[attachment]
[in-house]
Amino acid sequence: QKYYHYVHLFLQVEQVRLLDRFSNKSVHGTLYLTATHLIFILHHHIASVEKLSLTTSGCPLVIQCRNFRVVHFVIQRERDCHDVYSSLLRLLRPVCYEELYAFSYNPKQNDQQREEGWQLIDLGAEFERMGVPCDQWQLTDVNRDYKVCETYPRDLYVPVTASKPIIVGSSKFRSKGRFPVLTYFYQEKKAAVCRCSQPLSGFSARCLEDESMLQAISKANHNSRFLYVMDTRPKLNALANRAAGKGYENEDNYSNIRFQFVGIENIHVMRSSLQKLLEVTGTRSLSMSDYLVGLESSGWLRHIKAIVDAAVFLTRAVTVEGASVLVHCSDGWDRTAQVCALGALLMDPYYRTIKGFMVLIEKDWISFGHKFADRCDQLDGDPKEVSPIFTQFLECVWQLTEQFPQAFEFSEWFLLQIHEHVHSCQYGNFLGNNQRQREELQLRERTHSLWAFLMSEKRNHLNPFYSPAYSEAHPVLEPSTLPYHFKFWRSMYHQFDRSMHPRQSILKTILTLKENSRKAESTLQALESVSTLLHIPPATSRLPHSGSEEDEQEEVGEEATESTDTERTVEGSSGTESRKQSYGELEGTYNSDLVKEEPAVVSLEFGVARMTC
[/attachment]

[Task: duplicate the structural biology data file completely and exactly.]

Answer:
[in-house]
Amino acid sequence: QKYYHYVHLFLQVEQVRLLDRFSNKSVHGTLYLTATHLIFILHHHIASVEKLSLTTSGCPLVIQCRNFRVVHFVIQRERDCHDVYSSLLRLLRPVCYEELYAFSYNPKQNDQQREEGWQLIDLGAEFERMGVPCDQWQLTDVNRDYKVCETYPRDLYVPVTASKPIIVGSSKFRSKGRFPVLTYFYQEKKAAVCRCSQPLSGFSARCLEDESMLQAISKANHNSRFLYVMDTRPKLNALANRAAGKGYENEDNYSNIRFQFVGIENIHVMRSSLQKLLEVTGTRSLSMSDYLVGLESSGWLRHIKAIVDAAVFLTRAVTVEGASVLVHCSDGWDRTAQVCALGALLMDPYYRTIKGFMVLIEKDWISFGHKFADRCDQLDGDPKEVSPIFTQFLECVWQLTEQFPQAFEFSEWFLLQIHEHVHSCQYGNFLGNNQRQREELQLRERTHSLWAFLMSEKRNHLNPFYSPAYSEAHPVLEPSTLPYHFKFWRSMYHQFDRSMHPRQSILKTILTLKENSRKAESTLQALESVSTLLHIPPATSRLPHSGSEEDEQEEVGEEATESTDTERTVEGSSGTESRKQSYGELEGTYNSDLVKEEPAVVSLEFGVARMTC